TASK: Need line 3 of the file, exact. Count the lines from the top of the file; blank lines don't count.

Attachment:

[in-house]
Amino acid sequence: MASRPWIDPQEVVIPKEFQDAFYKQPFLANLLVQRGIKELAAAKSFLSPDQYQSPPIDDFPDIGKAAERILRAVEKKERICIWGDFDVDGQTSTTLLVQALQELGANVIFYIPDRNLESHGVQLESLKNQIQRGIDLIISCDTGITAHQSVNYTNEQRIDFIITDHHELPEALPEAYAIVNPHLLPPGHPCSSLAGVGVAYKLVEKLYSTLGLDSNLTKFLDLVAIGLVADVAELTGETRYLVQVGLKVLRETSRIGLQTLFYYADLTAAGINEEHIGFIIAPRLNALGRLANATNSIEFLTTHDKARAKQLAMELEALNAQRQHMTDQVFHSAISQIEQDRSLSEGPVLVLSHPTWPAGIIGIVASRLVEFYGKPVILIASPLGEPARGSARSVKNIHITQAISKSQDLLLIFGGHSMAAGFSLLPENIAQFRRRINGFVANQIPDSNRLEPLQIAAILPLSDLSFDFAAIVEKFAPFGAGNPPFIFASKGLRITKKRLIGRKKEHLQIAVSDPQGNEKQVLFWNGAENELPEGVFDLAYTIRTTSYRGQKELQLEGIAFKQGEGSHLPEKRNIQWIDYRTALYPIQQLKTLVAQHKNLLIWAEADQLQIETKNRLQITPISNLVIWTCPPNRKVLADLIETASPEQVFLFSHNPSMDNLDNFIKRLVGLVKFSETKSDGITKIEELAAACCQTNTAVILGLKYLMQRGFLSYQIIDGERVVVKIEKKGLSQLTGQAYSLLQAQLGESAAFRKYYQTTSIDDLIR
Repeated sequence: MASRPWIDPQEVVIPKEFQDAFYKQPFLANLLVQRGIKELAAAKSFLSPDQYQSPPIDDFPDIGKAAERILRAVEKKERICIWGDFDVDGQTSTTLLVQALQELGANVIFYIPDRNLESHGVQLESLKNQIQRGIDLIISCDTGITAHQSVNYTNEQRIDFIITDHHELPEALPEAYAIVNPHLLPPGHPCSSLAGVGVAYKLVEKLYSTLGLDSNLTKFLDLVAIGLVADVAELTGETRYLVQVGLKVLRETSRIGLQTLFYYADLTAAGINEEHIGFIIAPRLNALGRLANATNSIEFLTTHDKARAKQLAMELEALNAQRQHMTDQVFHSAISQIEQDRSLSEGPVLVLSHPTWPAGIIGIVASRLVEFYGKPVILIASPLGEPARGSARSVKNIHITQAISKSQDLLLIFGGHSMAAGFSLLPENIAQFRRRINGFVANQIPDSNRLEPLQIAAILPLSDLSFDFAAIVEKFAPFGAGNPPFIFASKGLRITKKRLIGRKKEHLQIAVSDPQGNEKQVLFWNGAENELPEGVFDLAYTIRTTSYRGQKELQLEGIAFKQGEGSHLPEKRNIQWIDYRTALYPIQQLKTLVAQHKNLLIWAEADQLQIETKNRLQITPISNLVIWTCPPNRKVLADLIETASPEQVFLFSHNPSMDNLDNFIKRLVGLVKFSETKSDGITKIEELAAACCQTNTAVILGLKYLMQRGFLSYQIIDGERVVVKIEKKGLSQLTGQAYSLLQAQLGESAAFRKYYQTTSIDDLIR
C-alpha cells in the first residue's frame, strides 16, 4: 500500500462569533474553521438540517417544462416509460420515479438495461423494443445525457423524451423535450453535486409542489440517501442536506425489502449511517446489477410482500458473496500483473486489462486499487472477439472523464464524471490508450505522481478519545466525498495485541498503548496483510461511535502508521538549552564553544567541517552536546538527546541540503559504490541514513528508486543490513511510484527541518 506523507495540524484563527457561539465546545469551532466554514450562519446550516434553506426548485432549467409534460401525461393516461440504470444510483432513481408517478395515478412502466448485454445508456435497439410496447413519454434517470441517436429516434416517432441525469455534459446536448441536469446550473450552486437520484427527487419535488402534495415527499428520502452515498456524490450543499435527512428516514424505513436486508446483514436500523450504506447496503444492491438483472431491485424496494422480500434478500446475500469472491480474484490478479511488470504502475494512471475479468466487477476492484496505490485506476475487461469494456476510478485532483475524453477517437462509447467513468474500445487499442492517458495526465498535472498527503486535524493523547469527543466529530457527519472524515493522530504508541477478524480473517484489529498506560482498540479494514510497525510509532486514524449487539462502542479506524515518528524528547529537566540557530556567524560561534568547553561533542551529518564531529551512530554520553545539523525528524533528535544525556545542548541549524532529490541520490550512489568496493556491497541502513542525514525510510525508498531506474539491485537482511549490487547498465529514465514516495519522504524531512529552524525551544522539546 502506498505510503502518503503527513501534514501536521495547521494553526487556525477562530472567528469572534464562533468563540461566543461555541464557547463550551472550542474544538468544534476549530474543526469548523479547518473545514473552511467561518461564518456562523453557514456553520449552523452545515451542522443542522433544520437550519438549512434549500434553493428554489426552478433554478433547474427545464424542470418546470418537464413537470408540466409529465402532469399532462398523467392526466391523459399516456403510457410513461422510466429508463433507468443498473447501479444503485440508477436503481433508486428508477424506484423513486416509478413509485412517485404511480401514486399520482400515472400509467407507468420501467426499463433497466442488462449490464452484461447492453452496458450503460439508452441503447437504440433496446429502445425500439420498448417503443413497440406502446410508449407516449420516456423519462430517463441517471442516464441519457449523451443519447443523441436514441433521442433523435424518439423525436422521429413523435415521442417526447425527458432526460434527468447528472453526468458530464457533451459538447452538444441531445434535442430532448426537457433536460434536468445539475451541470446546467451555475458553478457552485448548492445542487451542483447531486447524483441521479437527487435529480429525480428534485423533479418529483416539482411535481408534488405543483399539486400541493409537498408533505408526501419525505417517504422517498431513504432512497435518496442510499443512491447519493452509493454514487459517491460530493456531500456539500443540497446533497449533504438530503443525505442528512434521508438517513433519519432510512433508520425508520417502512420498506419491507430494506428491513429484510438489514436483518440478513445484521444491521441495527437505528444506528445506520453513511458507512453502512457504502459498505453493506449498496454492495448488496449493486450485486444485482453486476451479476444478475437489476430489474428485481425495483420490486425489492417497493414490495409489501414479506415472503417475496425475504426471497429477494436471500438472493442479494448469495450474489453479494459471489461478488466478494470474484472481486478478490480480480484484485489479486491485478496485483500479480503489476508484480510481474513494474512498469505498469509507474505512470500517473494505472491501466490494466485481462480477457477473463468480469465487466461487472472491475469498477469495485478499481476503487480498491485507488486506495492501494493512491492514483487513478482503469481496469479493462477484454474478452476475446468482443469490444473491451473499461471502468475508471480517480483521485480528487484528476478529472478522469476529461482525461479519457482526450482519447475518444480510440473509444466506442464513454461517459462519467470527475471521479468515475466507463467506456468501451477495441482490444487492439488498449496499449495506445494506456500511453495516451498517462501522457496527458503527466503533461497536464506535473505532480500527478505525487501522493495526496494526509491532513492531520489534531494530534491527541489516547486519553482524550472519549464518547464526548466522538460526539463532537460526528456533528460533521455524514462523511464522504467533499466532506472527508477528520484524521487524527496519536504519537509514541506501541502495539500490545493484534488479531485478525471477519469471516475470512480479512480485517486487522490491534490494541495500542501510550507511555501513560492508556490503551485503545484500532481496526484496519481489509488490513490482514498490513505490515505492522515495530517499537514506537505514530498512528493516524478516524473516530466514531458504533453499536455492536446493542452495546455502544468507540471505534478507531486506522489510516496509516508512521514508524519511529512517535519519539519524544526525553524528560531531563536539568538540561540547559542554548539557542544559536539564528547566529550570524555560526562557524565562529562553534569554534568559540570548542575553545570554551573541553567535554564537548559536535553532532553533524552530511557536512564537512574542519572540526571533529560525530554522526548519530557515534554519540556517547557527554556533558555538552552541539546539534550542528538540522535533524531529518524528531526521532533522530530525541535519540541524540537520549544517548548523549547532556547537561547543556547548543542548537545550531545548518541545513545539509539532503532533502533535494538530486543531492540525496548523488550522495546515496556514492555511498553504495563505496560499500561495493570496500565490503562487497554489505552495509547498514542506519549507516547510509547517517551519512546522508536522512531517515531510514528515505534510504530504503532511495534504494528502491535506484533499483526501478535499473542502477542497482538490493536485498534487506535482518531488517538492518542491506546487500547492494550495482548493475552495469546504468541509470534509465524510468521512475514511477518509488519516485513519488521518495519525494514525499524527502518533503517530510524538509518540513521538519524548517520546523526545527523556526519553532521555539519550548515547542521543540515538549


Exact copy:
Repeated sequence: MASRPWIDPQEVVIPKEFQDAFYKQPFLANLLVQRGIKELAAAKSFLSPDQYQSPPIDDFPDIGKAAERILRAVEKKERICIWGDFDVDGQTSTTLLVQALQELGANVIFYIPDRNLESHGVQLESLKNQIQRGIDLIISCDTGITAHQSVNYTNEQRIDFIITDHHELPEALPEAYAIVNPHLLPPGHPCSSLAGVGVAYKLVEKLYSTLGLDSNLTKFLDLVAIGLVADVAELTGETRYLVQVGLKVLRETSRIGLQTLFYYADLTAAGINEEHIGFIIAPRLNALGRLANATNSIEFLTTHDKARAKQLAMELEALNAQRQHMTDQVFHSAISQIEQDRSLSEGPVLVLSHPTWPAGIIGIVASRLVEFYGKPVILIASPLGEPARGSARSVKNIHITQAISKSQDLLLIFGGHSMAAGFSLLPENIAQFRRRINGFVANQIPDSNRLEPLQIAAILPLSDLSFDFAAIVEKFAPFGAGNPPFIFASKGLRITKKRLIGRKKEHLQIAVSDPQGNEKQVLFWNGAENELPEGVFDLAYTIRTTSYRGQKELQLEGIAFKQGEGSHLPEKRNIQWIDYRTALYPIQQLKTLVAQHKNLLIWAEADQLQIETKNRLQITPISNLVIWTCPPNRKVLADLIETASPEQVFLFSHNPSMDNLDNFIKRLVGLVKFSETKSDGITKIEELAAACCQTNTAVILGLKYLMQRGFLSYQIIDGERVVVKIEKKGLSQLTGQAYSLLQAQLGESAAFRKYYQTTSIDDLIR